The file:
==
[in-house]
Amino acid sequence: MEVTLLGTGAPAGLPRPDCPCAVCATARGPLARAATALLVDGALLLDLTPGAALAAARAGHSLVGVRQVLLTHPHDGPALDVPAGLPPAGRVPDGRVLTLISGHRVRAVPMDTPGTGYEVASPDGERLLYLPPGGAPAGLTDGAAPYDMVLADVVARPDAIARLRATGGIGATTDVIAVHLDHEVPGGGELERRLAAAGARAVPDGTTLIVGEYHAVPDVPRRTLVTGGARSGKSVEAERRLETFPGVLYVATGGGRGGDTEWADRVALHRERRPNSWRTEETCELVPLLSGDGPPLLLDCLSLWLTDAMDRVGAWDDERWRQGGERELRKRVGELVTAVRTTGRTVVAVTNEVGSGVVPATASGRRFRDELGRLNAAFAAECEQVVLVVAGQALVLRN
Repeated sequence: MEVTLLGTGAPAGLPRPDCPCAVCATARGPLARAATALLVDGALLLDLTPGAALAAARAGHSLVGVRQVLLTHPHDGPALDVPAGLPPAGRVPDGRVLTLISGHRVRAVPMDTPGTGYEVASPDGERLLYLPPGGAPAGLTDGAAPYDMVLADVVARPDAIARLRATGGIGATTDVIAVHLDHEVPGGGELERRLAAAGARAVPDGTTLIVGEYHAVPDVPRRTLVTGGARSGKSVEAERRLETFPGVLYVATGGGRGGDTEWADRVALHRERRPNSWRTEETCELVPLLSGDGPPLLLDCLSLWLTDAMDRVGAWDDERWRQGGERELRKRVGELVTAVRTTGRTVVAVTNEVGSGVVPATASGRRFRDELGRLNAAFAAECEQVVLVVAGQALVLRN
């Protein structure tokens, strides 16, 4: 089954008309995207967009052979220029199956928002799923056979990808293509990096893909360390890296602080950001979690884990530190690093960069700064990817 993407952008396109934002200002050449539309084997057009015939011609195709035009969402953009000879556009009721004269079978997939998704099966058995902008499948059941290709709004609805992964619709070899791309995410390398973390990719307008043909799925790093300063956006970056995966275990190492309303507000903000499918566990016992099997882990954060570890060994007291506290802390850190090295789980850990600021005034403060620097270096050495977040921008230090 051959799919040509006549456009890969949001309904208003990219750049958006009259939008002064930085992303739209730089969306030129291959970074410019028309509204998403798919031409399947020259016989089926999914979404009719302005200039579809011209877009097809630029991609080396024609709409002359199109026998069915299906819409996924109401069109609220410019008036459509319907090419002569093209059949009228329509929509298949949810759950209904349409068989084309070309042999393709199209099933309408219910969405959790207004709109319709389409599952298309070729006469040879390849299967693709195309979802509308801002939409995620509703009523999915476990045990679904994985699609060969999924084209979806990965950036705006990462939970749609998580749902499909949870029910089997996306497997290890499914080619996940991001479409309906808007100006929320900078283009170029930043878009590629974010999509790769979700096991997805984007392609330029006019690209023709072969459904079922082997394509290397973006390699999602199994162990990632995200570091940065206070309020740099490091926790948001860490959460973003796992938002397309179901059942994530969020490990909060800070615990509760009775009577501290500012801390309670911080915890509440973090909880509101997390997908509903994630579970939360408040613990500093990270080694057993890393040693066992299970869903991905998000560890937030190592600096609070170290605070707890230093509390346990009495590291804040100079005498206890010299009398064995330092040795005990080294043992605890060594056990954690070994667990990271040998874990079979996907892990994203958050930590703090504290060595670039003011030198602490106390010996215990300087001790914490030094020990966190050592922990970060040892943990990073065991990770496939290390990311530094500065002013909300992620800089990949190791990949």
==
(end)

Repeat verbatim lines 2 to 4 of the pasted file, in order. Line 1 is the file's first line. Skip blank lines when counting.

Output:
Amino acid sequence: MEVTLLGTGAPAGLPRPDCPCAVCATARGPLARAATALLVDGALLLDLTPGAALAAARAGHSLVGVRQVLLTHPHDGPALDVPAGLPPAGRVPDGRVLTLISGHRVRAVPMDTPGTGYEVASPDGERLLYLPPGGAPAGLTDGAAPYDMVLADVVARPDAIARLRATGGIGATTDVIAVHLDHEVPGGGELERRLAAAGARAVPDGTTLIVGEYHAVPDVPRRTLVTGGARSGKSVEAERRLETFPGVLYVATGGGRGGDTEWADRVALHRERRPNSWRTEETCELVPLLSGDGPPLLLDCLSLWLTDAMDRVGAWDDERWRQGGERELRKRVGELVTAVRTTGRTVVAVTNEVGSGVVPATASGRRFRDELGRLNAAFAAECEQVVLVVAGQALVLRN
Repeated sequence: MEVTLLGTGAPAGLPRPDCPCAVCATARGPLARAATALLVDGALLLDLTPGAALAAARAGHSLVGVRQVLLTHPHDGPALDVPAGLPPAGRVPDGRVLTLISGHRVRAVPMDTPGTGYEVASPDGERLLYLPPGGAPAGLTDGAAPYDMVLADVVARPDAIARLRATGGIGATTDVIAVHLDHEVPGGGELERRLAAAGARAVPDGTTLIVGEYHAVPDVPRRTLVTGGARSGKSVEAERRLETFPGVLYVATGGGRGGDTEWADRVALHRERRPNSWRTEETCELVPLLSGDGPPLLLDCLSLWLTDAMDRVGAWDDERWRQGGERELRKRVGELVTAVRTTGRTVVAVTNEVGSGVVPATASGRRFRDELGRLNAAFAAECEQVVLVVAGQALVLRN
């Protein structure tokens, strides 16, 4: 089954008309995207967009052979220029199956928002799923056979990808293509990096893909360390890296602080950001979690884990530190690093960069700064990817 993407952008396109934002200002050449539309084997057009015939011609195709035009969402953009000879556009009721004269079978997939998704099966058995902008499948059941290709709004609805992964619709070899791309995410390398973390990719307008043909799925790093300063956006970056995966275990190492309303507000903000499918566990016992099997882990954060570890060994007291506290802390850190090295789980850990600021005034403060620097270096050495977040921008230090 051959799919040509006549456009890969949001309904208003990219750049958006009259939008002064930085992303739209730089969306030129291959970074410019028309509204998403798919031409399947020259016989089926999914979404009719302005200039579809011209877009097809630029991609080396024609709409002359199109026998069915299906819409996924109401069109609220410019008036459509319907090419002569093209059949009228329509929509298949949810759950209904349409068989084309070309042999393709199209099933309408219910969405959790207004709109319709389409599952298309070729006469040879390849299967693709195309979802509308801002939409995620509703009523999915476990045990679904994985699609060969999924084209979806990965950036705006990462939970749609998580749902499909949870029910089997996306497997290890499914080619996940991001479409309906808007100006929320900078283009170029930043878009590629974010999509790769979700096991997805984007392609330029006019690209023709072969459904079922082997394509290397973006390699999602199994162990990632995200570091940065206070309020740099490091926790948001860490959460973003796992938002397309179901059942994530969020490990909060800070615990509760009775009577501290500012801390309670911080915890509440973090909880509101997390997908509903994630579970939360408040613990500093990270080694057993890393040693066992299970869903991905998000560890937030190592600096609070170290605070707890230093509390346990009495590291804040100079005498206890010299009398064995330092040795005990080294043992605890060594056990954690070994667990990271040998874990079979996907892990994203958050930590703090504290060595670039003011030198602490106390010996215990300087001790914490030094020990966190050592922990970060040892943990990073065991990770496939290390990311530094500065002013909300992620800089990949190791990949």